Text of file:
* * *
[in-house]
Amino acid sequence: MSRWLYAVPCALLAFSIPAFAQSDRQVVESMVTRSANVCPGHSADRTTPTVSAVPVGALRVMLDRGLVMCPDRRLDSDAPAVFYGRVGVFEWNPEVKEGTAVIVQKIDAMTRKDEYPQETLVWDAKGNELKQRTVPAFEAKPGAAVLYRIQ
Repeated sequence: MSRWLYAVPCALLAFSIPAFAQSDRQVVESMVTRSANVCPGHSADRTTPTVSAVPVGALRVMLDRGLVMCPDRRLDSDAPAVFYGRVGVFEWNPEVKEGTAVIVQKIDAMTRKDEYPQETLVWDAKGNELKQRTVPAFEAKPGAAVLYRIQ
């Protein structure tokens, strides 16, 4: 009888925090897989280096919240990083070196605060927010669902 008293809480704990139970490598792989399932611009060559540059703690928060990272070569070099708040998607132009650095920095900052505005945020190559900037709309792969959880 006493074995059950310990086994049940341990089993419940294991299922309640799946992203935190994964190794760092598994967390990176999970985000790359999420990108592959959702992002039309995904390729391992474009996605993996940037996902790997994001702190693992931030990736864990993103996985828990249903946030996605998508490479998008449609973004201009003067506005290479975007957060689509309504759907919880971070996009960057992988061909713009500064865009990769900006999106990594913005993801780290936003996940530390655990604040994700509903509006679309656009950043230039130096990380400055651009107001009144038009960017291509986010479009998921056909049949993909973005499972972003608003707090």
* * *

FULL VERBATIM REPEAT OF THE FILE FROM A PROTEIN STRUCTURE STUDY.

[in-house]
Amino acid sequence: MSRWLYAVPCALLAFSIPAFAQSDRQVVESMVTRSANVCPGHSADRTTPTVSAVPVGALRVMLDRGLVMCPDRRLDSDAPAVFYGRVGVFEWNPEVKEGTAVIVQKIDAMTRKDEYPQETLVWDAKGNELKQRTVPAFEAKPGAAVLYRIQ
Repeated sequence: MSRWLYAVPCALLAFSIPAFAQSDRQVVESMVTRSANVCPGHSADRTTPTVSAVPVGALRVMLDRGLVMCPDRRLDSDAPAVFYGRVGVFEWNPEVKEGTAVIVQKIDAMTRKDEYPQETLVWDAKGNELKQRTVPAFEAKPGAAVLYRIQ
């Protein structure tokens, strides 16, 4: 009888925090897989280096919240990083070196605060927010669902 008293809480704990139970490598792989399932611009060559540059703690928060990272070569070099708040998607132009650095920095900052505005945020190559900037709309792969959880 006493074995059950310990086994049940341990089993419940294991299922309640799946992203935190994964190794760092598994967390990176999970985000790359999420990108592959959702992002039309995904390729391992474009996605993996940037996902790997994001702190693992931030990736864990993103996985828990249903946030996605998508490479998008449609973004201009003067506005290479975007957060689509309504759907919880971070996009960057992988061909713009500064865009990769900006999106990594913005993801780290936003996940530390655990604040994700509903509006679309656009950043230039130096990380400055651009107001009144038009960017291509986010479009998921056909049949993909973005499972972003608003707090």